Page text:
|Thursday, 18 June 1942||Die Unterseeboote unter Führung der Kapitänleutnante Mohr, Topp, Witte und von Rosenstiel und des Oberleutnants zur See Ites haben sich bei der Bekämpfung der feindlichen Versorgungsschiffahrt besonders ausgezeichnet.||The submarines under the leadership of Captain Lieutenant Mohr, Topp, Witte and von Rosenstiel and Lieutenant at Sea Ites have in the fight against the enemy supply shipping particularly distinguished themselves.|
- According to Thomas in January 1940.
- According to Thomas in September 1940.
- Bridgland 2001, p. 216.
- "Technical Advisor". Silent Hunter II Official website. Retrieved 2007-10-26.
- Helgason, Guðmundur. "U-57"Ships hit by . German U-boats of WWII - uboat.net. Retrieved 22 June 2015.
- Helgason, Guðmundur. "U-552"Ships hit by . German U-boats of WWII - uboat.net. Retrieved 22 June 2015.
- Busch & Röll 2003, p. 142
- Thomas 1998, p. 388.
- Scherzer 2007, p. 748.
- Fellgiebel 2000, p. 424.
- Fellgiebel 2000, p. 59.
- Fellgiebel 2000, p. 40.
- Busch & Röll 2003, p. 143.
- Die Wehrmachtberichte 1939–1945 Band 1, p. 604.
- Die Wehrmachtberichte 1939–1945 Band 2, p. 83.
- Die Wehrmachtberichte 1939–1945 Band 2, p. 166.
- Berger, Florian (1999). Mit Eichenlaub und Schwertern. Die höchstdekorierten Soldaten des Zweiten Weltkrieges [With Oak Leaves and Swords. The Highest Decorated Soldiers of the Second World War] (in German). Vienna, Austria: Selbstverlag Florian Berger.
- Bridgland, Tony (2001). Waves of Hate: Naval Atrocities of the Second World War. Pen and Sword.
- Busch, Rainer; Röll, Hans-Joachim (2003). Der U-Boot-Krieg 1939–1945 — Die Ritterkreuzträger der U-Boot-Waffe von September 1939 bis Mai 1945 [The U-Boat War 1939–1945 — The Knight's Cross Bearers of the U-Boat Force from September 1939 to May 1945] (in German). Hamburg, Berlin, Bonn Germany: Verlag E.S. Mittler & Sohn.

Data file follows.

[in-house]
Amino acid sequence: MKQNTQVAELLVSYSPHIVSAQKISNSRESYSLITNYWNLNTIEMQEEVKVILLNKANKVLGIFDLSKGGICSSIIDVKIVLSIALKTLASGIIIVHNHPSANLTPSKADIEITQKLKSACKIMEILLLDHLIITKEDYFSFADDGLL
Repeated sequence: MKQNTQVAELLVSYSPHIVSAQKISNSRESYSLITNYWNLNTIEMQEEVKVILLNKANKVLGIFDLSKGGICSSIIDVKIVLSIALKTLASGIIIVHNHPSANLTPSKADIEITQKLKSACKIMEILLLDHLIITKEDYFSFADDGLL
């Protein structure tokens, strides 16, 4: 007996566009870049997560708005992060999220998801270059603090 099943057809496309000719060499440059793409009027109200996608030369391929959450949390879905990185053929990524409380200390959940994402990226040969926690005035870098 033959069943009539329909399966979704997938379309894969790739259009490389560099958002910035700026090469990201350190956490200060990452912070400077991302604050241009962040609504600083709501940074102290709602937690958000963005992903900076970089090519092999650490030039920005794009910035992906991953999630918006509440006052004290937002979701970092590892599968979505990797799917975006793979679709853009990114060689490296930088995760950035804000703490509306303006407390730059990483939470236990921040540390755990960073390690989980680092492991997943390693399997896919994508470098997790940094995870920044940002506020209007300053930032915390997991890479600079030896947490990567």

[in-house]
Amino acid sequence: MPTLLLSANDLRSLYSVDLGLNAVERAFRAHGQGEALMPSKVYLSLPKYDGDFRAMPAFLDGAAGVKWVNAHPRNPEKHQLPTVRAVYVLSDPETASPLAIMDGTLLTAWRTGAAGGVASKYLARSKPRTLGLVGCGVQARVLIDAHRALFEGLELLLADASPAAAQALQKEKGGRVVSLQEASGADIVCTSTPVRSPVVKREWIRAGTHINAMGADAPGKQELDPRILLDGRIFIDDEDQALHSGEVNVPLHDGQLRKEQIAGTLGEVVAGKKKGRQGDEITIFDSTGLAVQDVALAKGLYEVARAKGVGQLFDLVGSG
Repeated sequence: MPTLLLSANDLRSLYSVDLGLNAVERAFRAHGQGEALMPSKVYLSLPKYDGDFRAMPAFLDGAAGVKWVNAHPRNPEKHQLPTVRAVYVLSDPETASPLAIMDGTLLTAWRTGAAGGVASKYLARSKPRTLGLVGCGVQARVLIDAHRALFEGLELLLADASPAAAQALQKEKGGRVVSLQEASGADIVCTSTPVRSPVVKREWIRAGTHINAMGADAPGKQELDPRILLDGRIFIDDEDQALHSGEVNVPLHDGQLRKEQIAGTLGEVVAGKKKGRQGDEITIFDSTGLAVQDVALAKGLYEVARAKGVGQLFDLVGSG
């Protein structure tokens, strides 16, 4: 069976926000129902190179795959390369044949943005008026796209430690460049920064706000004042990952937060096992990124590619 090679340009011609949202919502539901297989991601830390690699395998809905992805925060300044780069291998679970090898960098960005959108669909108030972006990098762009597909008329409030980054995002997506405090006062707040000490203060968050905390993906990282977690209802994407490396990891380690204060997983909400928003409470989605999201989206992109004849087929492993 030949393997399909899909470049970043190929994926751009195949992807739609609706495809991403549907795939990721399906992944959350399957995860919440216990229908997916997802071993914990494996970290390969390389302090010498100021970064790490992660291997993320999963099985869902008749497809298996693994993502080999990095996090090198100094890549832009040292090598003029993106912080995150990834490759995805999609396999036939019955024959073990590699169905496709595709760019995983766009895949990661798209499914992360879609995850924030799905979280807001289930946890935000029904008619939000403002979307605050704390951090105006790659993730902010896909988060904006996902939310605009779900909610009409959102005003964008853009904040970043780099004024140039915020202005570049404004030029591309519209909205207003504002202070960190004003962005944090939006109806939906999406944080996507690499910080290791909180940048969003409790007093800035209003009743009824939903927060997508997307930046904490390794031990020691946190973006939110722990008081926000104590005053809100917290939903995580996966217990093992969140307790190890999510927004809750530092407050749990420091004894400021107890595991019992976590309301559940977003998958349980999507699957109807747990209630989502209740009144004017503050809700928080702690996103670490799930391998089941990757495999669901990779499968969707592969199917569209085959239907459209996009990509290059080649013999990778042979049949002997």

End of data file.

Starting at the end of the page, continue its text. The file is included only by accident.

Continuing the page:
- Kurowski, Franz (1995). Knight's Cross Holders of the U-Boat Service. Atglen, PA:
- Range, Clemens (1974). Die Ritterkreuzträger der Kriegsmarine [The Knight's Cross Bearers of the Navy]. Stuttgart, Germany: Motorbuch Verlag.
- Savas, Theodore P., Editor. (2004) Hunt and Kill: U-505 and the U-boat War in the Atlantic. Savas Beatie LLC, New York, NY. (Topp Foreword)
- Savas, Theodore P., editor. (1997, 2004). Silent Hunters: German U-boat Commanders of World War II. Savas Publishing Company. (Includes previously unpublished essay by Topp about his best friend and fellow U-boat commander Engelbert Endrass, written by Topp while at sea during his 15th war patrol.)
- Scherzer, Veit (2007). Die Ritterkreuzträger 1939–1945 Die Inhaber des Ritterkreuzes des Eisernen Kreuzes 1939 von Heer, Luftwaffe, Kriegsmarine, Waffen-SS, Volkssturm sowie mit Deutschland verbündeter Streitkräfte nach den Unterlagen des Bundesarchives [The Knight's Cross Bearers 1939–1945 The Holders of the Knight's Cross of the Iron Cross 1939 by Army, Air Force, Navy, Waffen-SS, Volkssturm and Allied Forces with Germany According to the Documents of the Federal Archives] (in German). Jena, Germany: Scherzers Miltaer-Verlag.
- Thomas, Franz (1998). Die Eichenlaubträger 1939–1945 Band 2: L–Z [The Oak Leaves Bearers 1939–1945 Volume 2: L–Z] (in German). Osnabrück, Germany: Biblio-Verlag.
- Topp, Erich (1992). The Odyssey of a U-boat Commander (in English).
- Die Wehrmachtberichte 1939–1945 Band 1, 1. September 1939 bis 31. Dezember 1941 [The Wehrmacht Reports 1939–1945 Volume 1, 1 September 1939 to 31 December 1941] (in German). München, Germany: Deutscher Taschenbuch Verlag GmbH & Co. KG. 1985.
- Die Wehrmachtberichte 1939–1945 Band 2, 1. Januar 1942 bis 31. Dezember 1943 [The Wehrmacht Reports 1939–1945 Volume 2, 1 January 1942 to 31 December 1943] (in German). München, Germany: Deutscher Taschenbuch Verlag GmbH & Co. KG. 1985.
- Helden der Wehrmacht III - Unsterbliche deutsche Soldaten (in German). München, Germany: FZ-Verlag GmbH, 2007. ISBN 978-3-924309-82-4.
- Erich Topp in the German National Library catalogue
- Helgason, Guðmundur. "Erich Topp". German U-boats of WWII - uboat.net. Retrieved 8 February 2007.
- Bavarian Army Museum in Ingolstadt